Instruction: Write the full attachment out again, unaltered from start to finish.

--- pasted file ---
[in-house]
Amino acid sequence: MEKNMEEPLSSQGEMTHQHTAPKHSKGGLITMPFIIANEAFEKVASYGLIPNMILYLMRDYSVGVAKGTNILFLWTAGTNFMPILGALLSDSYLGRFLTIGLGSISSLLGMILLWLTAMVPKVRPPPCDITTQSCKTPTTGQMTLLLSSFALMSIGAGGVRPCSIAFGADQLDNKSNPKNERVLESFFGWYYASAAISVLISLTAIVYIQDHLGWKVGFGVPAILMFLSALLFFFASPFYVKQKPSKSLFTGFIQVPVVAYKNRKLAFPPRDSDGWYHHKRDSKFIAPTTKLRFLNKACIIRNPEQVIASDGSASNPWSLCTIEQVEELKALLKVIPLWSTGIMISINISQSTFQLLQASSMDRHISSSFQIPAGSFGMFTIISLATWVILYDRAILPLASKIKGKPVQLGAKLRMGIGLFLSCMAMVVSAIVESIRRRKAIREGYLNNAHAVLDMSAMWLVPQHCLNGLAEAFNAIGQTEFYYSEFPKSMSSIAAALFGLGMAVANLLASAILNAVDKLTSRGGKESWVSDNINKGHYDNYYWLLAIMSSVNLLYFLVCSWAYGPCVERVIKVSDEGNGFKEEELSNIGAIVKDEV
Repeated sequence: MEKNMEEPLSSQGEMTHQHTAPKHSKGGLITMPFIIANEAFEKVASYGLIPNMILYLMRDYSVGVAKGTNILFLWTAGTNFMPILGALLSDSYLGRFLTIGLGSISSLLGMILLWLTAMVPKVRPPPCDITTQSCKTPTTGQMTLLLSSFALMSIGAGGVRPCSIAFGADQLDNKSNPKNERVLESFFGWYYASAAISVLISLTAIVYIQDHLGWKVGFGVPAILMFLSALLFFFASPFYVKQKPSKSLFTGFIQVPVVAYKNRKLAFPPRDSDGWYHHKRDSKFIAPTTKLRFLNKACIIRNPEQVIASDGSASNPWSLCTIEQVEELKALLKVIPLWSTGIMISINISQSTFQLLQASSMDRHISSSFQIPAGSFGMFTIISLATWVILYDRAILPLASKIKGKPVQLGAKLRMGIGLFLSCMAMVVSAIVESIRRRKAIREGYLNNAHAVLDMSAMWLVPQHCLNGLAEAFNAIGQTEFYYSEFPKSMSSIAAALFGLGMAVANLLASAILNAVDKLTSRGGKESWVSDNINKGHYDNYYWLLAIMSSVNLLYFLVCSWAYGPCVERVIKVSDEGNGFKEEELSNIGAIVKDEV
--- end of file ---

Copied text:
[in-house]
Amino acid sequence: MEKNMEEPLSSQGEMTHQHTAPKHSKGGLITMPFIIANEAFEKVASYGLIPNMILYLMRDYSVGVAKGTNILFLWTAGTNFMPILGALLSDSYLGRFLTIGLGSISSLLGMILLWLTAMVPKVRPPPCDITTQSCKTPTTGQMTLLLSSFALMSIGAGGVRPCSIAFGADQLDNKSNPKNERVLESFFGWYYASAAISVLISLTAIVYIQDHLGWKVGFGVPAILMFLSALLFFFASPFYVKQKPSKSLFTGFIQVPVVAYKNRKLAFPPRDSDGWYHHKRDSKFIAPTTKLRFLNKACIIRNPEQVIASDGSASNPWSLCTIEQVEELKALLKVIPLWSTGIMISINISQSTFQLLQASSMDRHISSSFQIPAGSFGMFTIISLATWVILYDRAILPLASKIKGKPVQLGAKLRMGIGLFLSCMAMVVSAIVESIRRRKAIREGYLNNAHAVLDMSAMWLVPQHCLNGLAEAFNAIGQTEFYYSEFPKSMSSIAAALFGLGMAVANLLASAILNAVDKLTSRGGKESWVSDNINKGHYDNYYWLLAIMSSVNLLYFLVCSWAYGPCVERVIKVSDEGNGFKEEELSNIGAIVKDEV
Repeated sequence: MEKNMEEPLSSQGEMTHQHTAPKHSKGGLITMPFIIANEAFEKVASYGLIPNMILYLMRDYSVGVAKGTNILFLWTAGTNFMPILGALLSDSYLGRFLTIGLGSISSLLGMILLWLTAMVPKVRPPPCDITTQSCKTPTTGQMTLLLSSFALMSIGAGGVRPCSIAFGADQLDNKSNPKNERVLESFFGWYYASAAISVLISLTAIVYIQDHLGWKVGFGVPAILMFLSALLFFFASPFYVKQKPSKSLFTGFIQVPVVAYKNRKLAFPPRDSDGWYHHKRDSKFIAPTTKLRFLNKACIIRNPEQVIASDGSASNPWSLCTIEQVEELKALLKVIPLWSTGIMISINISQSTFQLLQASSMDRHISSSFQIPAGSFGMFTIISLATWVILYDRAILPLASKIKGKPVQLGAKLRMGIGLFLSCMAMVVSAIVESIRRRKAIREGYLNNAHAVLDMSAMWLVPQHCLNGLAEAFNAIGQTEFYYSEFPKSMSSIAAALFGLGMAVANLLASAILNAVDKLTSRGGKESWVSDNINKGHYDNYYWLLAIMSSVNLLYFLVCSWAYGPCVERVIKVSDEGNGFKEEELSNIGAIVKDEV